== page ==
The world of fashion is often synonymous with the world of the absurd. Don’t think I don’t realize that, I certainly do, but this world is a where art meets dreams. Hermes constantly wows us with their gorgeous designs and many times we all turn to Hermes to be shocked with sticker prices. You would think the shock wears off over time, and it does, but never completely.
Hermes Handbags and Purses(Page 8)
You know what’s even better than a classic? A really good twist on what everyone expects. Hermes isn’t a brand that messes with tradition too eagerly, but when it does decide to switch things up, the end results are usually spectacular. (Not to mention well-implemented. The Hermes Atelier Sacs is a thing of beauty.) Lucky for Hermes lovers, the brand’s Fall 2012 collection contains two updated classics: The Hermes Kelly Ghillies, which features spectator trim for a menswear touch, and the Hermes Club Birkin, with a leather-trimmed web inset that calls to mind the season’s sporty trends.
Luxury brands are secretive beasts by nature; they need an air of mystery and wonderment in order to maintain the exclusivity that’s necessary for consumer interest. In the past few years, though, the Internet has blown the doors off some of the industry’s most important ateliers and provided consumers with a peek at the process by which their favorite bags are made.
From time to time, we like to take a look at some of the lesser-known products that the world’s biggest brands stock on their websites. From pencils to flasks to wine accouterments, Hermes has always excelled at these nifty little pieces, and the brand certainly has a following that’s dedicated enough to snap up whatever it is it manufactures in order to round out their collections.
I’m often first in line to make gentle fun of things like $700 Hermes wine-raters, but what the company does with some of its products is truly inspirational to those of us who love accessories and the craft that goes into making them. For every leather-covered non-mechanical pencil, there’s something like the Hermes Le Pegase Lumiere Shawl, a hand-adorned piece that mixes traditional artisanship with modern aesthetics so flawlessly that I almost don’t care what other silly things might lurk in some of the more overpriced corners of an Hermes boutique.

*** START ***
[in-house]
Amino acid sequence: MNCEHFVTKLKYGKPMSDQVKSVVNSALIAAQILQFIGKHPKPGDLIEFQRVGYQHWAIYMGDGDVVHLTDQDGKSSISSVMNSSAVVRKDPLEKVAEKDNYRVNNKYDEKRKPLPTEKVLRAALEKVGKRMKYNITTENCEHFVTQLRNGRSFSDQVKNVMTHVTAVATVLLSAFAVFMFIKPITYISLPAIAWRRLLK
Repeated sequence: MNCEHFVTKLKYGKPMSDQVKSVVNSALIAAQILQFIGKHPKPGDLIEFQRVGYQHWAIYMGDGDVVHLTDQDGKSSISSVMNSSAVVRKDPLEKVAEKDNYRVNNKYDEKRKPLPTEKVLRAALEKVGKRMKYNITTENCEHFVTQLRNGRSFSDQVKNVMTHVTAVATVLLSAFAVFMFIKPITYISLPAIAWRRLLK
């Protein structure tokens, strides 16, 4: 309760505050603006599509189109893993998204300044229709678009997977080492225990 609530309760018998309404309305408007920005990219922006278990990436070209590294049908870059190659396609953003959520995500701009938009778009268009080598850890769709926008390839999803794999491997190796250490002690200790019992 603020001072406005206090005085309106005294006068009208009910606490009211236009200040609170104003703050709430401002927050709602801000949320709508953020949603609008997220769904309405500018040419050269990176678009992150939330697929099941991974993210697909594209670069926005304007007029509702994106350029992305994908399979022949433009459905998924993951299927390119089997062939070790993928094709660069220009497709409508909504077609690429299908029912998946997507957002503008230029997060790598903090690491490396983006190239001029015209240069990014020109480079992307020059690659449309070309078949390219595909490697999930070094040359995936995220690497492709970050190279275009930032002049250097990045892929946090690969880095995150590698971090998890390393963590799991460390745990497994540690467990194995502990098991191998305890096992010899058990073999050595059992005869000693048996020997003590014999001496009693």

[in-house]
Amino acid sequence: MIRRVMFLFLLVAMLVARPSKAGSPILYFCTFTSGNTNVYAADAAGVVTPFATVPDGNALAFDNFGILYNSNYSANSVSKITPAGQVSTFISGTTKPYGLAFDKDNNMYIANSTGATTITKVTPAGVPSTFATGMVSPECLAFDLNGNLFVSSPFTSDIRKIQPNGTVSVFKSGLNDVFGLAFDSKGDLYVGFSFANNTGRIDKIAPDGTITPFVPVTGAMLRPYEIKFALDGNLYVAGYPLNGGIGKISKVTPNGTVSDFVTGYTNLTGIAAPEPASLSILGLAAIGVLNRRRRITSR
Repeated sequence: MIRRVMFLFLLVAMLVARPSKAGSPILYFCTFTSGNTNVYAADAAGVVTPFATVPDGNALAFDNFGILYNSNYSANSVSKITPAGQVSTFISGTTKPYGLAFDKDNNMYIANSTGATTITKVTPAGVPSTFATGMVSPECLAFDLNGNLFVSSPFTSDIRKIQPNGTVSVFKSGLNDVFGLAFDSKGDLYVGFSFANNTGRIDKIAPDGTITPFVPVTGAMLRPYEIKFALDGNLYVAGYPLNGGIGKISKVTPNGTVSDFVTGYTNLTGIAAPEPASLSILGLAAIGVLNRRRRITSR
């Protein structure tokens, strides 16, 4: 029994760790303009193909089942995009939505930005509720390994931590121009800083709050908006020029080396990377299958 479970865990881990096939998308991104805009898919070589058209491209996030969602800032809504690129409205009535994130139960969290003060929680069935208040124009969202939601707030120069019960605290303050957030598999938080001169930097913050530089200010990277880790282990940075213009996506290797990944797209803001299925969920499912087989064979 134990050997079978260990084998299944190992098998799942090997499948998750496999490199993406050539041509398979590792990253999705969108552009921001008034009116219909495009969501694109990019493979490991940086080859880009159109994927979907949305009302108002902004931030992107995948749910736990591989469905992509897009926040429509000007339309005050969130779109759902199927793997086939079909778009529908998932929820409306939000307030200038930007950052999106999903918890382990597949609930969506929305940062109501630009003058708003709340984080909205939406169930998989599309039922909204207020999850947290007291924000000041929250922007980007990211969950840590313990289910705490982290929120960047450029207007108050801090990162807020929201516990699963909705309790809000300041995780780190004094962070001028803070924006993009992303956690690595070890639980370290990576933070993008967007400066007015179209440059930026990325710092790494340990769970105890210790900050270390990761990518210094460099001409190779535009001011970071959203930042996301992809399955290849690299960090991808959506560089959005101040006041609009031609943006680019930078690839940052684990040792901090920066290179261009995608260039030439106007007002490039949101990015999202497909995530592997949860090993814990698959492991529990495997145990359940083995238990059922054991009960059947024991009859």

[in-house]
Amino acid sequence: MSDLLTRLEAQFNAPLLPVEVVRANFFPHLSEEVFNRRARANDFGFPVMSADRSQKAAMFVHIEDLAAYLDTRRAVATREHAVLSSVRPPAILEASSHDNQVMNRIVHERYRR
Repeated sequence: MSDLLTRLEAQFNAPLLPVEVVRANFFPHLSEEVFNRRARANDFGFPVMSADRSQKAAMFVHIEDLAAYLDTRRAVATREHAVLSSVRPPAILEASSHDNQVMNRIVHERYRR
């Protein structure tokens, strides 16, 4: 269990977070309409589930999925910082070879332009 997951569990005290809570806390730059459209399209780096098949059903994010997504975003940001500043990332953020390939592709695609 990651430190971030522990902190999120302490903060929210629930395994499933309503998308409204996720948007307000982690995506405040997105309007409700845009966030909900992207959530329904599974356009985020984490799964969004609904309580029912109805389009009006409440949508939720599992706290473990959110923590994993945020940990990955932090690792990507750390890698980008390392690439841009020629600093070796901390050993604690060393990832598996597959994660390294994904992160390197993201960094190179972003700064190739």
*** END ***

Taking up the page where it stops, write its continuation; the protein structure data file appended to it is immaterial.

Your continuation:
It’s no secret we are Hermes obsessed – and this month is proving to be a stellar month to shop the brand online. No matter where I click, Hermes bags are popping up everywhere on the web, and I for one could not be more thrilled. It is extremely difficult tracking down a coveted or rare Hermes bag or accessory. Now you can cut out the wait time and the hunt by relying on trusted sources who have put together the best Hermes items both old and new.
I am officially naming April the month of Hermes. No matter where I click, Hermes bags are popping up everywhere online, and I for one could not be more thrilled. As you all know, and probably many of you have felt similarly, being able to track down an Hermes bag or accessory of your choice is extremely hard. But with trusted sources putting together the best Hermes items both old and new, we can all own a piece (or ten) of Hermes heaven.
All by itself, an average Hermes Birkin can be a very difficult bag to get your hands on. An ostrich Birkin? Even harder. An ostrich Birkin from the closet of a star? Nearly impossible. An ostrich Hermes Birkin from Kelly Rutherford’s personal Hermes collection, which she also immortalized on film in an episode of Gossip Girl? Actually, that’s something that we can help you with.
We all know and love Moda Operandi as an exclusive website to pre-order runway looks before they ever hit stores, but the e-tailer offers more than you may realize. For one, it’s not a strict members-only club anymore; all shoppers are welcome. Secondly, and perhaps most importantly, MO fleshes out its pre-sale schedule with some of the most gorgeous vintage around from time to time, and until April 3, that includes some of the most spectacular pre-owned and vintage Hermes bags on the Internet.
Every now and then, I like to dig through the Hermes website to find stuff I’ve never noticed before. The site has seemingly endless categories, some of which shuffle their contents quite regularly, and most of them hold something that’s bizarre in one way or another, whether it’s brand new or has been available for years. The Hermes Taillevent Notation Red Wine Rater is part of the latter group.